About 45 percent of the 1.6 million veterans from the wars in Iraq and Afghanistan are seeking compensation for service-related injuries — more than double the 21 percent of veterans who filed such claims after the first Gulf War, according to an AP investigation. And new veterans are claiming an average of eight or nine ailments, and in the last year, the average has jumped from 11 to 14. By comparison, Vietnam veterans are receiving compensation for fewer than four injuries on average.
Officials tell the AP that the number of disability claims is increasing because of better treatment for battlefield wounds and more outreach from the Department of Veterans Affairs. And doctors are seeing different types of ailments, including traumatic brain injuries and PTSD:
More of the new veterans are women, accounting for 12 percent of those who have sought care through the VA. Women also served in greater numbers in these wars than in the past. Some female veterans are claiming PTSD due to military sexual trauma — a new challenge from a disability rating standpoint, Hickey said.
The new veterans have different types of injuries than previous veterans did. That’s partly because improvised bombs have been the main weapon and because body armor and improved battlefield care allowed many of them to survive wounds that in past wars proved fatal.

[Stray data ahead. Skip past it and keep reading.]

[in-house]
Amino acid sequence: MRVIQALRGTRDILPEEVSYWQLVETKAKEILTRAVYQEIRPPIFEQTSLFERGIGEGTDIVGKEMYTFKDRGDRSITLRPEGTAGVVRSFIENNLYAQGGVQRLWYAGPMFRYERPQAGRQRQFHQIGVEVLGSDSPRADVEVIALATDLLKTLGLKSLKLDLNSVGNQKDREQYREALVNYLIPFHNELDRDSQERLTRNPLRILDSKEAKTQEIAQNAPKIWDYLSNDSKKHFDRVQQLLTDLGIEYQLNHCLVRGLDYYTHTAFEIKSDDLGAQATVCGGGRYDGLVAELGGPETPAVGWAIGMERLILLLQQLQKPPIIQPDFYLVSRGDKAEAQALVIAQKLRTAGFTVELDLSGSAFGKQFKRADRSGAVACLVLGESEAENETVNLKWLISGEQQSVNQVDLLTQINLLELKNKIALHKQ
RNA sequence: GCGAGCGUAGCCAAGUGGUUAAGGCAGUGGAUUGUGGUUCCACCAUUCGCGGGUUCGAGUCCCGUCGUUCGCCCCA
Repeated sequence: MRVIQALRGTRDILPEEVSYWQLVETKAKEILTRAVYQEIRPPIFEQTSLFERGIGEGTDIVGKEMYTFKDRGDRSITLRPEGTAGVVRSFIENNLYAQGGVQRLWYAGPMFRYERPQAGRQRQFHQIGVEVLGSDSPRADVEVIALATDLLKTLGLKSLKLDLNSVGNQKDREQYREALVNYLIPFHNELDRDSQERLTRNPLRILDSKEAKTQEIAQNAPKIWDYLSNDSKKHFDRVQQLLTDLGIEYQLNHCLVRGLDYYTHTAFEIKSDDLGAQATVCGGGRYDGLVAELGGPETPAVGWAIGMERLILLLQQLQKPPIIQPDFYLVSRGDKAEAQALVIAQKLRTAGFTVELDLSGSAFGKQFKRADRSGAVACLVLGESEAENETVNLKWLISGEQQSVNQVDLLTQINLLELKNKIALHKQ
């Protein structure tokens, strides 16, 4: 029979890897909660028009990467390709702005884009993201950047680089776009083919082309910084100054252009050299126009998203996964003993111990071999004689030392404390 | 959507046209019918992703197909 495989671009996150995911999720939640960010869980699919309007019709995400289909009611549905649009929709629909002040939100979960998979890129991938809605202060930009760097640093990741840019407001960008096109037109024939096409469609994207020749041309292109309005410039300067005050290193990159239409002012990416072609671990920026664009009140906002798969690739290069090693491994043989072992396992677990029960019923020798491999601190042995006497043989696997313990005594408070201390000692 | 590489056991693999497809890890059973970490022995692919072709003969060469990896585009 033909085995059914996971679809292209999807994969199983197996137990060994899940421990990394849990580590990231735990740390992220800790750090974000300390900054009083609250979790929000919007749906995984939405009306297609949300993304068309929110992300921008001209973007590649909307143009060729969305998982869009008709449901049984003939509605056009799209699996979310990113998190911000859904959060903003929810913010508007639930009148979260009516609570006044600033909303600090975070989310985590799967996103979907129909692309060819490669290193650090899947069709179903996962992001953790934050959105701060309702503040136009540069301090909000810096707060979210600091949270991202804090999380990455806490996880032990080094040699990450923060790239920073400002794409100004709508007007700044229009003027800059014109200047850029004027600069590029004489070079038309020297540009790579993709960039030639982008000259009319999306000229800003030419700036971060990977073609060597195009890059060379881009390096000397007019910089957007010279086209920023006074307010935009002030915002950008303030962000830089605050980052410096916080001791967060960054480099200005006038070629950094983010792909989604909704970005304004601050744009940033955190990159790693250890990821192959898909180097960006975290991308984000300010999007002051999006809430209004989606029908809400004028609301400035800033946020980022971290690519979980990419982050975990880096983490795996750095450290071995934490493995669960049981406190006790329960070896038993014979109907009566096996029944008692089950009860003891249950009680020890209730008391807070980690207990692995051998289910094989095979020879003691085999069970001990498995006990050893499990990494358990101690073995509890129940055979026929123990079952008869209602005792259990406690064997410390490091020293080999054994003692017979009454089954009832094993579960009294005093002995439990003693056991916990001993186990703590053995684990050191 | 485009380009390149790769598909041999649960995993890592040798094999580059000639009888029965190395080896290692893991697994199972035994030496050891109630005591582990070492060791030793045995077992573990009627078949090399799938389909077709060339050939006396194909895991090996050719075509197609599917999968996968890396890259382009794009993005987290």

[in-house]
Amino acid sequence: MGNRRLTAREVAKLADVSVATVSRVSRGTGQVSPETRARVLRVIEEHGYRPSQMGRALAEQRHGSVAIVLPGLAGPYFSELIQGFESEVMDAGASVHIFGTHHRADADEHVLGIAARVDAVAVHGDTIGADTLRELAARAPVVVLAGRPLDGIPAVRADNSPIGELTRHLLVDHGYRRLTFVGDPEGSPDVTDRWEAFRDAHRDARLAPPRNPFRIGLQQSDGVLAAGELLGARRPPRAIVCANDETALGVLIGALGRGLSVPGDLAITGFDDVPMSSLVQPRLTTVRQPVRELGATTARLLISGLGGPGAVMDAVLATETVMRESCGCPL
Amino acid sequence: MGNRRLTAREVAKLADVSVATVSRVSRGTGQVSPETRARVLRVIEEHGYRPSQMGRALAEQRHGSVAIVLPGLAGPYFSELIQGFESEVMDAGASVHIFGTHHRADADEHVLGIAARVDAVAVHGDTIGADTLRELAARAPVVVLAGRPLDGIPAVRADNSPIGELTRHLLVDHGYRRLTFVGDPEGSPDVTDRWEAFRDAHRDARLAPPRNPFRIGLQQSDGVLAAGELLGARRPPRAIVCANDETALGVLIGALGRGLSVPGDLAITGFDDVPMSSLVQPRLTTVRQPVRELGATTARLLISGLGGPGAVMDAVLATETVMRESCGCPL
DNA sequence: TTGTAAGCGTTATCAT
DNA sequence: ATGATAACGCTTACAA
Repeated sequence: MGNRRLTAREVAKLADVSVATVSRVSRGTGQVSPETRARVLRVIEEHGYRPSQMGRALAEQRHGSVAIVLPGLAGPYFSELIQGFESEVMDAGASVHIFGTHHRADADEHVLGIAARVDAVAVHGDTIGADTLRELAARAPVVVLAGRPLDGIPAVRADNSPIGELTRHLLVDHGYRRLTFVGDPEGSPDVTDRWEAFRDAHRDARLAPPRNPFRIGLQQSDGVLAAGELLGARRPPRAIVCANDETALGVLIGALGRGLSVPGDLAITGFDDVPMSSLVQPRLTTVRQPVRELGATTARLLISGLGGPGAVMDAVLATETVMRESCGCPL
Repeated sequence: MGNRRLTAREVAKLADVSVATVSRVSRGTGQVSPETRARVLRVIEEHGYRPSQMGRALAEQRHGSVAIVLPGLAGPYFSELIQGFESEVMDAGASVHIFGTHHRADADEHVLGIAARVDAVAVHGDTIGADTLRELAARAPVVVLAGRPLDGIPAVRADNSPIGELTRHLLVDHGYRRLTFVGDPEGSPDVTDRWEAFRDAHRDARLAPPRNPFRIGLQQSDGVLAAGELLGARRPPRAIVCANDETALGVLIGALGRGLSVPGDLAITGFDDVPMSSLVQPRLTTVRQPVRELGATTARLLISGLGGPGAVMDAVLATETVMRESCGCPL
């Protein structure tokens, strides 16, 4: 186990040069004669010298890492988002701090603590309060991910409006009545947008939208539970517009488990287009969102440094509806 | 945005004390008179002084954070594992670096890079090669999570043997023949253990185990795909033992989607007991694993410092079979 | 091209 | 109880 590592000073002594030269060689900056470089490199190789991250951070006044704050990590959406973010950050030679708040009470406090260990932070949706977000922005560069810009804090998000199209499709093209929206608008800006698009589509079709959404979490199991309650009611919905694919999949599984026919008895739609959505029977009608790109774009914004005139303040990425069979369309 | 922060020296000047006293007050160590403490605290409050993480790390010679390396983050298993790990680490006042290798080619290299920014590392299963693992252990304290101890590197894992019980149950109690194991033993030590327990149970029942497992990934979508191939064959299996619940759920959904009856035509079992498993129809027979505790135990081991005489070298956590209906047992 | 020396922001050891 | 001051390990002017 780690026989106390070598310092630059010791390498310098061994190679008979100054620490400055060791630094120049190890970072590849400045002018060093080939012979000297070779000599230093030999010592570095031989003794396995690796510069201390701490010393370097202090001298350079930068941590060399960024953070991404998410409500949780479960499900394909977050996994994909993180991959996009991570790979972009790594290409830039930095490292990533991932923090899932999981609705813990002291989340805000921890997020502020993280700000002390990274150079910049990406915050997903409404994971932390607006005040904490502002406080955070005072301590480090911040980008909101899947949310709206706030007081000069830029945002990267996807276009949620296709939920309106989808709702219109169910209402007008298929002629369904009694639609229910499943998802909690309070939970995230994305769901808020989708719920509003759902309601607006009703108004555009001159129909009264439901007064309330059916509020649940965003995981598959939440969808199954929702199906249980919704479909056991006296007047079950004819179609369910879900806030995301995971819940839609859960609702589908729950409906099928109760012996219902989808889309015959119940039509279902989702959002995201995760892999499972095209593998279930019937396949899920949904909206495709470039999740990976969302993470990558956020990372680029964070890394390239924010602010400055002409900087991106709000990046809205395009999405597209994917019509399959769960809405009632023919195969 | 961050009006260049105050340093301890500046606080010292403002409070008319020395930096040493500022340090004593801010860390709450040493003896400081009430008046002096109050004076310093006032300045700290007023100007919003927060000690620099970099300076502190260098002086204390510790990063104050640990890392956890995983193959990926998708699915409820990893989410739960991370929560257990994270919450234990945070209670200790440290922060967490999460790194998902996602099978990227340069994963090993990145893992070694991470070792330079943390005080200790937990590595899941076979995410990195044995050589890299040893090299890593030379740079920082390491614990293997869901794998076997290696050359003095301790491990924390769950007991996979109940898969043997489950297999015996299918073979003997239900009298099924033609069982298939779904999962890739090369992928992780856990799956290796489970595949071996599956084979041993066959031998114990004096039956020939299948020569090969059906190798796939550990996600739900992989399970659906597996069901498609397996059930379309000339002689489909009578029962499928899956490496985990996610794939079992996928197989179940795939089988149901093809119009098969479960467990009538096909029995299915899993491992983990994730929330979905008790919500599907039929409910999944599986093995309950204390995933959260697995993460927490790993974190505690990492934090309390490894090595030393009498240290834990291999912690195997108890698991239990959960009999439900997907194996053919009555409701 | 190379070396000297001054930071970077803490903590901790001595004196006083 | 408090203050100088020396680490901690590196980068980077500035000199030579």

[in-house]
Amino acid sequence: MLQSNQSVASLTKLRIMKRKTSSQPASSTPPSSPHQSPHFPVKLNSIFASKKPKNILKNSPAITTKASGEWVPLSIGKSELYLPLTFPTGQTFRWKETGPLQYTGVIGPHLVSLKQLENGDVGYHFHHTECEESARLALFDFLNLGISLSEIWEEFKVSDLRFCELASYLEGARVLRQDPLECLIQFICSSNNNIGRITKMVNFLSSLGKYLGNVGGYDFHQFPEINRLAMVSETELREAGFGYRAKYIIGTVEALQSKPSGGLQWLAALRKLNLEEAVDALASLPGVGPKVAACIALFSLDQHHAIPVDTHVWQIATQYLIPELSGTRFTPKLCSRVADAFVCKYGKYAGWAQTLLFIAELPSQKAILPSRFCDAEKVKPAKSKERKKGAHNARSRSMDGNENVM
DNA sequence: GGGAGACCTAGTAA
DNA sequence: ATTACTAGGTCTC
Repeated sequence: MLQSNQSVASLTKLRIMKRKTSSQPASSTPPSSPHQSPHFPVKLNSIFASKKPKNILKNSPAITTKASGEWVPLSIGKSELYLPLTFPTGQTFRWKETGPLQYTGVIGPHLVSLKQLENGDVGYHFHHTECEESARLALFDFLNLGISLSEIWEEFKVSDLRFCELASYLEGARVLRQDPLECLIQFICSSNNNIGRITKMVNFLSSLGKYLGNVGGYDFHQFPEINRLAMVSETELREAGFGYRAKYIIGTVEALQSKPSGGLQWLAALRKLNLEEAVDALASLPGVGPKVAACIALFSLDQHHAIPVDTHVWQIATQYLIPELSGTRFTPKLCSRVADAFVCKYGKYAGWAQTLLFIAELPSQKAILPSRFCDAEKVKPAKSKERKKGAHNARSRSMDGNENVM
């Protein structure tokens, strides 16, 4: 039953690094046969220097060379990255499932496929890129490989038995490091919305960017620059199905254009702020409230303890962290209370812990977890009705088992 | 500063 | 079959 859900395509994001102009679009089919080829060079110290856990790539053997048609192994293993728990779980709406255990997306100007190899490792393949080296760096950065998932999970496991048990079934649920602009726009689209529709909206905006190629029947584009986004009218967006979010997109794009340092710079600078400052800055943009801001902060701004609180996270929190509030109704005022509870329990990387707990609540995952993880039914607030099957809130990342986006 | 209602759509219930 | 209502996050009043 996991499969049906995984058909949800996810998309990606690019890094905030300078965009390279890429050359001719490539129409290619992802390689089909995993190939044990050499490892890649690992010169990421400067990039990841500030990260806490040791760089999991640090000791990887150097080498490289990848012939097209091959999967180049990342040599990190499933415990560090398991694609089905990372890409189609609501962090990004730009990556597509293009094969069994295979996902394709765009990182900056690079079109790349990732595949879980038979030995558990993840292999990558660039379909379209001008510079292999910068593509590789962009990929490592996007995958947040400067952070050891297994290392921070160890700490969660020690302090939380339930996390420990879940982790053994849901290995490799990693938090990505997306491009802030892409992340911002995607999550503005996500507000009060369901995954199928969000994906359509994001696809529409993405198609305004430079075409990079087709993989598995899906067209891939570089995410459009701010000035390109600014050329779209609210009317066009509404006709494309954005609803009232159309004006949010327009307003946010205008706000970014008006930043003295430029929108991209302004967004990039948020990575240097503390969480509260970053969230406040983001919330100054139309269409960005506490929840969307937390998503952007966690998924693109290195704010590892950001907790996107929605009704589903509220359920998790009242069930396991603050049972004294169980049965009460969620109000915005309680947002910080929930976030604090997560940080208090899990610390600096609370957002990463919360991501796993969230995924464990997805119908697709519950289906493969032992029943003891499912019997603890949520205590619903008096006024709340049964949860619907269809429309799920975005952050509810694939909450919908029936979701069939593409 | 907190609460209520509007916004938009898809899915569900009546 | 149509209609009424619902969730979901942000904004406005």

“They’re being kept alive at unprecedented rates,” said Dr. David Cifu, the VA’s medical rehabilitation chief. More than 95 percent of troops wounded in Iraq and Afghanistan have survived.
But the VA’s outmoded system can’t keep up with the backlog of claims. More than 560,000 veterans currently have delayed disability claims that are more than 125 days old. And as the volume continues to grow and cost of health care for veterans increases, Harvard economist Linda Bilmes estimates that the health care and disability costs of the recent wars will cost the nation $600 billion to $900 billion. Despite the mounting claims, the VA is streamlining its process to more effectively take care of veterans because its mission “is to take care of whatever the population is,” Allison Hickey, the VA’s undersecretary for benefits, told the AP. “We want them to have what their entitlement is.”